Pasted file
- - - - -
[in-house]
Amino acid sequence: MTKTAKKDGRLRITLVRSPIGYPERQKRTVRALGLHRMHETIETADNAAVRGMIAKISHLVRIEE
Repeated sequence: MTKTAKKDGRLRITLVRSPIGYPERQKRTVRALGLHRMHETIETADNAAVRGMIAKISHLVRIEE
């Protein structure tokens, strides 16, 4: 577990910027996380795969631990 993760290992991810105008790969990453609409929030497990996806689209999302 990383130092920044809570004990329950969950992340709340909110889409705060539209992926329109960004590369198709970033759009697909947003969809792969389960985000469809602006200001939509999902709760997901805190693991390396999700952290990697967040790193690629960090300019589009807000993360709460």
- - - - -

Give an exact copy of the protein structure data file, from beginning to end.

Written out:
[in-house]
Amino acid sequence: MTKTAKKDGRLRITLVRSPIGYPERQKRTVRALGLHRMHETIETADNAAVRGMIAKISHLVRIEE
Repeated sequence: MTKTAKKDGRLRITLVRSPIGYPERQKRTVRALGLHRMHETIETADNAAVRGMIAKISHLVRIEE
């Protein structure tokens, strides 16, 4: 577990910027996380795969631990 993760290992991810105008790969990453609409929030497990996806689209999302 990383130092920044809570004990329950969950992340709340909110889409705060539209992926329109960004590369198709970033759009697909947003969809792969389960985000469809602006200001939509999902709760997901805190693991390396999700952290990697967040790193690629960090300019589009807000993360709460």